Cathy Young on Disability Rights Activism and the Schiavo Case
See this column from today. A taste:
It is also worth noting that some disability rights advocates have their
own brand of extremism: They don't simply seek dignity and access but define themselves as an oppressed minority, turning disability into a cultural and political identity. Such radicals blasted the late Christopher Reeve because, after the accident that left him paralyzed, he focused on promoting the search for a cure for spinal cord injuries. Some in the disabled community berated the actor for being unable to ''accept disability" and sending a ''disability is bad" message.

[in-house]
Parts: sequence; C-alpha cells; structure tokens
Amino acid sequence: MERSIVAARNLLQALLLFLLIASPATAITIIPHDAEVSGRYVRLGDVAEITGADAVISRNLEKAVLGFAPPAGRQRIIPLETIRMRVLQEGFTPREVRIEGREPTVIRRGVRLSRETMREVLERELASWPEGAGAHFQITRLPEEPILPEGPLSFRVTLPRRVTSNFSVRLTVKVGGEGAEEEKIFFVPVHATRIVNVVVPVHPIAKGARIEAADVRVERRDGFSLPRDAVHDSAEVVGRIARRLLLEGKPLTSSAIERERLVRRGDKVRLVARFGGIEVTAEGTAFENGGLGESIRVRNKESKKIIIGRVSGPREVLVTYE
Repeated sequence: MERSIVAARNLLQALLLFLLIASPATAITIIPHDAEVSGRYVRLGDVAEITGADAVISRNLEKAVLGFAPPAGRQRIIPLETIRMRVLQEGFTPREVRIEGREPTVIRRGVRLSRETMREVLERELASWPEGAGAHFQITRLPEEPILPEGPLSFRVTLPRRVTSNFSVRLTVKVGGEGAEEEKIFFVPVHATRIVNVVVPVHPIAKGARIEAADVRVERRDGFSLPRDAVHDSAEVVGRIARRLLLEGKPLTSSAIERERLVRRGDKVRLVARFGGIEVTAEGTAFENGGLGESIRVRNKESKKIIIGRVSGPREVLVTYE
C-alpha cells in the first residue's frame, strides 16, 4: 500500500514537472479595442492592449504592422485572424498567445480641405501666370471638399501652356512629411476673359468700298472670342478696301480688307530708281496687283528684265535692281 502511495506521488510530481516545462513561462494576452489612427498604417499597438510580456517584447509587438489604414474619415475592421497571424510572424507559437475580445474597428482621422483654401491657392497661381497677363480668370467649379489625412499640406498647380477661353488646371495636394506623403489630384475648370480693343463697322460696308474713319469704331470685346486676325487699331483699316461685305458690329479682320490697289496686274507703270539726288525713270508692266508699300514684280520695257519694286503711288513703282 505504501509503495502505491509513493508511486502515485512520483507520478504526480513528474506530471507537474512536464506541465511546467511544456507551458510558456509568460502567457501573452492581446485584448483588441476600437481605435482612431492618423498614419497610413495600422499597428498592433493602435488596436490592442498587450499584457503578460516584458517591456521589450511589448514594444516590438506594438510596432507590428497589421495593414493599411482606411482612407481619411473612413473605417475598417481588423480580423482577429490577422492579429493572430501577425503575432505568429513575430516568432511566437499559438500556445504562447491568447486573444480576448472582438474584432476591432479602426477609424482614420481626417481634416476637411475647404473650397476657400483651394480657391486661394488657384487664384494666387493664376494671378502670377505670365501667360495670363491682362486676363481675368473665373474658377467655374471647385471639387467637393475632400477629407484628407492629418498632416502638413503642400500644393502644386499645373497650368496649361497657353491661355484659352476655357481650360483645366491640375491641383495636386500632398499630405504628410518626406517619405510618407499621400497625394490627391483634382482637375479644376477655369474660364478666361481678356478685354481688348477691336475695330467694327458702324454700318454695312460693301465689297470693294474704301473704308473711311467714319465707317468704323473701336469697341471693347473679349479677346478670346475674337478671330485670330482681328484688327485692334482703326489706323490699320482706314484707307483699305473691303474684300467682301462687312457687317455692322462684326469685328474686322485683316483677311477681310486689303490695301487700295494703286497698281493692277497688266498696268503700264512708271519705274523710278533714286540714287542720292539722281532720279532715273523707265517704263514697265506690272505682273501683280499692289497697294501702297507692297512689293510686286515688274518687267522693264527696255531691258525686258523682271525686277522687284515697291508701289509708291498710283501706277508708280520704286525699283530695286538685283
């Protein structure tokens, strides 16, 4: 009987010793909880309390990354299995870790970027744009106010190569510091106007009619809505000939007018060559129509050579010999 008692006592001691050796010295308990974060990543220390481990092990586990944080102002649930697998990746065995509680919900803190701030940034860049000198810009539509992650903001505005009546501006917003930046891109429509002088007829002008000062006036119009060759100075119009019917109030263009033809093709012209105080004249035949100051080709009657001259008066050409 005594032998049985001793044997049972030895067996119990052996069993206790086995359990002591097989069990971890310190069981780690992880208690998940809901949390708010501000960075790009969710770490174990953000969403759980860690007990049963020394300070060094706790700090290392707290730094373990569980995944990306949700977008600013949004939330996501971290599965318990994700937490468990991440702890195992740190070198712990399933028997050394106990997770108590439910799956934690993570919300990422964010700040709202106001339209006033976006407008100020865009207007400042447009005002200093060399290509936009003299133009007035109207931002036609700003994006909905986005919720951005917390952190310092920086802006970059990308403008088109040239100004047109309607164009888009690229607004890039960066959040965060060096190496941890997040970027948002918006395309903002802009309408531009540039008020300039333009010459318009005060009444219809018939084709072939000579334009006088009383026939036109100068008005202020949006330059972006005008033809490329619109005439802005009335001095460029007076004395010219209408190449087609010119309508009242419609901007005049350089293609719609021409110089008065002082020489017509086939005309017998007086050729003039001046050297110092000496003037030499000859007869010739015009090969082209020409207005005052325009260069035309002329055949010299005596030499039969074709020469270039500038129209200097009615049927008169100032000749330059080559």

The disability rights activists are particularly incensed by the notion
that life with severe disabilities can sometimes be a fate worse than death: To them, it's a way of saying that their lives are not worth living. Their anger is understandable, though it can also be harshly judgmental toward those who do prefer death to prolonged incapacitation and suffering. But in championing Schiavo's survival, the activists have taken the extra step of radically expanding the definition of disability to include a permanent vegetative state. Schiavo had no consciousness; she was not a woman with ''cognitive disabilities," as some asserted, not a patient in need of therapy and rehabilitation (therapy had been aggressively pursued, and eventually abandoned as clearly futile). Her life was not ''unworthy"; it simply wasn't, in any meaningful sense, a life.